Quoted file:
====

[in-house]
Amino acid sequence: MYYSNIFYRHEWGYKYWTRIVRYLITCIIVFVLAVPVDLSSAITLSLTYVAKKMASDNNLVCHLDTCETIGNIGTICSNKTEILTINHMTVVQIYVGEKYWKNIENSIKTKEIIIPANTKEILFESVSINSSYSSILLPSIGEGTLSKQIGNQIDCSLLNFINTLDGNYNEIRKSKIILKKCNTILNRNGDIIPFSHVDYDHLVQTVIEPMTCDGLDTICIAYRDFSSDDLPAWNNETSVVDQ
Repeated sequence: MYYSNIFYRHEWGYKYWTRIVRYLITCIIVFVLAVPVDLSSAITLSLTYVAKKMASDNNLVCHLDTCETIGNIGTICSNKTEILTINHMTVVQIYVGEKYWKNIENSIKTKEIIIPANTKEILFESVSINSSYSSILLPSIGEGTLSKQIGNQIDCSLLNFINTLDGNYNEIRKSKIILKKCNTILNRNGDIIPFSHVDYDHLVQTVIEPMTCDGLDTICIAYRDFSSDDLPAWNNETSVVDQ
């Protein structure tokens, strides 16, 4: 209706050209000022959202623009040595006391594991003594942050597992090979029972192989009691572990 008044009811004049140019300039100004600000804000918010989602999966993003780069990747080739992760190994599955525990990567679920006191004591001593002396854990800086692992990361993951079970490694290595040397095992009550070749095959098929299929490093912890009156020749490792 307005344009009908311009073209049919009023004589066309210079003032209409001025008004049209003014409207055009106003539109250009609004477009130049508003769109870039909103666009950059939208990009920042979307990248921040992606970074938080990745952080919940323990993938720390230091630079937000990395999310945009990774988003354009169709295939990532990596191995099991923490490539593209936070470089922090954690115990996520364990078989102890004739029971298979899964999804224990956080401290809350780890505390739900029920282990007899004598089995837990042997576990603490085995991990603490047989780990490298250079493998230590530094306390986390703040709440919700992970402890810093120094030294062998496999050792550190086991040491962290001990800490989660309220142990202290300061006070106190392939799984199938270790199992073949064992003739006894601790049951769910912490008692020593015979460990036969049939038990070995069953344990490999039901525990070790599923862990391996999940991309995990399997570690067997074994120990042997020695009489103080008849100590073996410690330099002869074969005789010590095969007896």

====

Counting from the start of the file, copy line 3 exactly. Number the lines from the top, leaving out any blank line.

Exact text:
Repeated sequence: MYYSNIFYRHEWGYKYWTRIVRYLITCIIVFVLAVPVDLSSAITLSLTYVAKKMASDNNLVCHLDTCETIGNIGTICSNKTEILTINHMTVVQIYVGEKYWKNIENSIKTKEIIIPANTKEILFESVSINSSYSSILLPSIGEGTLSKQIGNQIDCSLLNFINTLDGNYNEIRKSKIILKKCNTILNRNGDIIPFSHVDYDHLVQTVIEPMTCDGLDTICIAYRDFSSDDLPAWNNETSVVDQ